Formerly the property of Rod Blood, ex-President of the Veteran Motor Car Club of America
1908 NAPIER TYPE 23A 45HP SEVEN SEATER TOURING CAR
Chassis no. 4134
Engine no. 3347
6,178cc Side-Valve Inline 6-Cylinder Engine
3-Speed Manual Transmission
Front and Rear Leaf Spring Suspension
Rear Mechanical Expanding Drum Brakes
*One of the preeminent luxury cars of its day
*Large horsepower, exclusive Brass-era touring car
*Known early US collector history
*Freshly restored and not shown in the US
The Napier marque was favored by royalty and nobility the world over, influenced in no small way by the engineering brilliance of Montague Napier and, in the early days, the marketing genius of Selwyn F. Edge who brought the marque to prominence at the turn of the nineteenth century. D. Napier & Son were there in the infant years of the motor car and Edge recognized the importance of successful competition in the new-fangled motor sport, Napier participating with distinction in the 1,000 Miles Trial in 1900 with a prototype model.
Napier claimed many firsts, building the first British racing car for the Gordon Bennett Race of 1901 and winning that prestigious event in 1902, the car wearing for the first time the British Racing Green livery. Napier claimed also to be the first manufacturer to offer a six-cylinder car in a production model the 18hp car of 1903 and it was another six-cylinder model, this time a mighty 60hp racer, which set a new record at the newly opened Brooklands track in 1907, driving at an average speed of 65.9mph for 24 hours.
D. Napier & Son, Ltd., was formed in London during 1808. Engaged in precision engineering, the company had among its products a range of printing presses. By the turn of the Twentieth Century, however, it had fallen on hard times. The grandson of the founder, Montague Napier, decided to revive it with automobiles.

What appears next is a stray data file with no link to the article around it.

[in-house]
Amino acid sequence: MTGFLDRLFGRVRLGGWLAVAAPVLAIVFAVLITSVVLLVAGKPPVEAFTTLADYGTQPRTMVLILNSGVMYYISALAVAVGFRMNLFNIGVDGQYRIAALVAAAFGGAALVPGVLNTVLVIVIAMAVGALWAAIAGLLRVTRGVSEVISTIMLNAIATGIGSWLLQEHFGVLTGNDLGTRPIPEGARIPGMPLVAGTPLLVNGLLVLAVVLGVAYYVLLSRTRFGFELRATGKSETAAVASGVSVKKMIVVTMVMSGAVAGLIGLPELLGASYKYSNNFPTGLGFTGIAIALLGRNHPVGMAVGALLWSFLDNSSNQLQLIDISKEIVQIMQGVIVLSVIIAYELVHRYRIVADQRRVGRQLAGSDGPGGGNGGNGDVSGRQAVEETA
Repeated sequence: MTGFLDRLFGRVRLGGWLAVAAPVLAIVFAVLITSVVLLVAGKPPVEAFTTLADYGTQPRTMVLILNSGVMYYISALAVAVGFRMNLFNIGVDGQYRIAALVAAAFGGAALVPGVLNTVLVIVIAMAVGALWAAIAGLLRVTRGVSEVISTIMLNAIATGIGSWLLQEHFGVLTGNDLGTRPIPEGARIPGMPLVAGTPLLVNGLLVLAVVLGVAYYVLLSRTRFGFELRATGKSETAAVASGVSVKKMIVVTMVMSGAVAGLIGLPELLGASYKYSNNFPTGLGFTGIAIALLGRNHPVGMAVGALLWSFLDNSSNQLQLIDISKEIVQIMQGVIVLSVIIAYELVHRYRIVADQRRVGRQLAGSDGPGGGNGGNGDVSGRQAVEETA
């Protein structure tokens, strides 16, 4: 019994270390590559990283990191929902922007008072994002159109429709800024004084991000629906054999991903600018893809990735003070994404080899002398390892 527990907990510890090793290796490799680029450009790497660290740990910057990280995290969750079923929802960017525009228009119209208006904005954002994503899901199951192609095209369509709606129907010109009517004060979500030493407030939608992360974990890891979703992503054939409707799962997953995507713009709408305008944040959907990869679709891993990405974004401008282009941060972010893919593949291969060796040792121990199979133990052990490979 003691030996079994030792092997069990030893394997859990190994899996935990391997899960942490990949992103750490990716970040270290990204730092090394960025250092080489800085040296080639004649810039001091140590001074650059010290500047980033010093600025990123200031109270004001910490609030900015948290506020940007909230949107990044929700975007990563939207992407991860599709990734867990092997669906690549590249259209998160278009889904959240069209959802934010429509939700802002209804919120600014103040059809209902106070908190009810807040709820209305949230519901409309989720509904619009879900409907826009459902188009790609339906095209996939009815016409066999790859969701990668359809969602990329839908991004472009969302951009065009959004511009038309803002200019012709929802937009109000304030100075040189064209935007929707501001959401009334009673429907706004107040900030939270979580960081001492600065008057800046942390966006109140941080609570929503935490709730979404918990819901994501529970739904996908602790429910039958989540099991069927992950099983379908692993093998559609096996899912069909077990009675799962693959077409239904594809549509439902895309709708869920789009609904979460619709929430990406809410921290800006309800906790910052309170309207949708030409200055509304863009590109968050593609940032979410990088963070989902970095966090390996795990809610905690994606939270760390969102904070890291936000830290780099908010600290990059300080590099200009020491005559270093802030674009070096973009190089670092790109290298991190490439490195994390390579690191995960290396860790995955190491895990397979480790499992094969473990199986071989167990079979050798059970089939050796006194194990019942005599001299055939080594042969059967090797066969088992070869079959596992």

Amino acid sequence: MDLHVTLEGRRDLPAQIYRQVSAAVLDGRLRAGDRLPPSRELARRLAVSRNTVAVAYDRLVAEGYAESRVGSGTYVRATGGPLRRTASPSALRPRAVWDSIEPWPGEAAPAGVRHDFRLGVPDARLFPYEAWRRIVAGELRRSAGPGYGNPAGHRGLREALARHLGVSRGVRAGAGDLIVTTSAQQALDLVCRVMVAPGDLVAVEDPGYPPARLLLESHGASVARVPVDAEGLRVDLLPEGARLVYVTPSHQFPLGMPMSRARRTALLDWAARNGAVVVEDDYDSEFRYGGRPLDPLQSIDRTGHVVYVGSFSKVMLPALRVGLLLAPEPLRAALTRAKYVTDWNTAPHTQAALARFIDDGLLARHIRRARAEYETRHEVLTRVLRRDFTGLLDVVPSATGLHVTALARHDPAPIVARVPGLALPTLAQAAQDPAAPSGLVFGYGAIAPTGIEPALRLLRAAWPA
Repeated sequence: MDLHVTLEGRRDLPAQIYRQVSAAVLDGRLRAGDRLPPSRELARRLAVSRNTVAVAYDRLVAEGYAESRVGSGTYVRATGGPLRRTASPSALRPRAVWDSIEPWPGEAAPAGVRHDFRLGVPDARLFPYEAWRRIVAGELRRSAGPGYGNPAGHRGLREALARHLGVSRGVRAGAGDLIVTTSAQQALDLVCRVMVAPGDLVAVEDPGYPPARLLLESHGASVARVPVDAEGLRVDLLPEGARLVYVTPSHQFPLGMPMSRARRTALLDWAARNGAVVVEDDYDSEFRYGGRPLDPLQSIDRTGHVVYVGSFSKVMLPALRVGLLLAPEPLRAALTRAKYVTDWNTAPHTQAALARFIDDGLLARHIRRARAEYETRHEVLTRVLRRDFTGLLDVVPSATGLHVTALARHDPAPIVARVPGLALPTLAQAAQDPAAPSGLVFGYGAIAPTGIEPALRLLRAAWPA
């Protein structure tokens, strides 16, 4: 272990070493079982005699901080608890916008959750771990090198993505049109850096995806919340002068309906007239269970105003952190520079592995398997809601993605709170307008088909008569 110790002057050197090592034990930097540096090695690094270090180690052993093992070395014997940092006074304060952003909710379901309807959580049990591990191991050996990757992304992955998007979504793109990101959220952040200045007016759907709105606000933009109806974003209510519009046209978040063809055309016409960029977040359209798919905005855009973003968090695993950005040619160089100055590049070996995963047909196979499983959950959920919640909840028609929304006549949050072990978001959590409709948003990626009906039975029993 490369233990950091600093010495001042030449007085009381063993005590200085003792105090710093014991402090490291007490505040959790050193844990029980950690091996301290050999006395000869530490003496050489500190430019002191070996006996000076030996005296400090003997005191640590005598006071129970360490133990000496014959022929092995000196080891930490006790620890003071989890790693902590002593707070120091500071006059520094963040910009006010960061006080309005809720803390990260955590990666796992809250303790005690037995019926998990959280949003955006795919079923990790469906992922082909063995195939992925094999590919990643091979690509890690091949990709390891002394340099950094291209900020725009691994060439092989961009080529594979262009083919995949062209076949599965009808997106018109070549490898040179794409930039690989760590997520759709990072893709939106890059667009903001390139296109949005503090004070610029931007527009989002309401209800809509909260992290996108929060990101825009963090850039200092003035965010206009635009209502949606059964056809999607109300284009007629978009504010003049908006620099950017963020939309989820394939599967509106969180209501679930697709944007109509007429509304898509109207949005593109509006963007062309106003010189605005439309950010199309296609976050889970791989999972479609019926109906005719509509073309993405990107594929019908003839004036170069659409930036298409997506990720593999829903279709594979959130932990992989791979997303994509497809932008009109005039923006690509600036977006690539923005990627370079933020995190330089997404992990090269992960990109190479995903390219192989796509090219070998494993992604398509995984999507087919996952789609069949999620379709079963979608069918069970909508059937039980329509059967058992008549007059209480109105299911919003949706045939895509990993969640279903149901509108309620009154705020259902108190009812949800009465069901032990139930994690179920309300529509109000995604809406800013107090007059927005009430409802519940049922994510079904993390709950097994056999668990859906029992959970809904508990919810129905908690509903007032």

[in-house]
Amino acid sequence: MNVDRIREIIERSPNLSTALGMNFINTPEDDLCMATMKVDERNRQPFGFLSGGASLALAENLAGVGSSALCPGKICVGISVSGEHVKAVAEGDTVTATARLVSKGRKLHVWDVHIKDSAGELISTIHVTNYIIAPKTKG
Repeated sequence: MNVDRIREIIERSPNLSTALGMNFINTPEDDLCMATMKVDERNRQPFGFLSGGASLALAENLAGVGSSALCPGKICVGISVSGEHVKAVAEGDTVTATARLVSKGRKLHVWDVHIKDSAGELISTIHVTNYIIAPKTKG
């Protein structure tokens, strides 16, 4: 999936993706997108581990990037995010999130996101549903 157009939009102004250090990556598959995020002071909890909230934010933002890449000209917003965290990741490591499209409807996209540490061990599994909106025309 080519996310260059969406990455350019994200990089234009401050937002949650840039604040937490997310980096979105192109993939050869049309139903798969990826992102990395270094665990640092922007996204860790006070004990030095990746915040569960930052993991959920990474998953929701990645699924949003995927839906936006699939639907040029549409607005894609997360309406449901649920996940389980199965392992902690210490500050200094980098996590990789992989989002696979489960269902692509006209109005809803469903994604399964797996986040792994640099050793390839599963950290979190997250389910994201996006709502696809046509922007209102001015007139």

His first product was a vertical-twin engine with coil ignition, built for his friend Selwyn Francis Edge. Edge formed the Motor Power Company in 1900 for distribution of automobiles, and for more than a decade was Napier's sole distributor and promoter. That same year a Napier automobile successfully completed the British 1,000-mile Trial.
In 1901, Napier and Edge decided to go racing, and built a 17.1-liter, two-ton competition car, but their more successful line was in passenger cars. One of their best customers, telephone magnate Charles Jasper Glidden of Massachusetts, carried the Napier name on a series of long-distance tours, one of which became the series carrying his name.
Napier achieved the distinction of producing the world's first commercially-viable six-cylinder engine, in 1904. A five-liter car with mechanical overhead intake valves, it soon spawned a 15-liter racing version. Napier, however, aimed squarely at the luxury market, a 60hp, 7.7-liter six becoming the best-known model. In 1908 came a five-liter L-head six with three-speed gearbox and shaft drive. Colonial models with a raised chassis had greater ground clearance for use in less-developed Commonwealth countries.
THE MOTORCAR OFFERED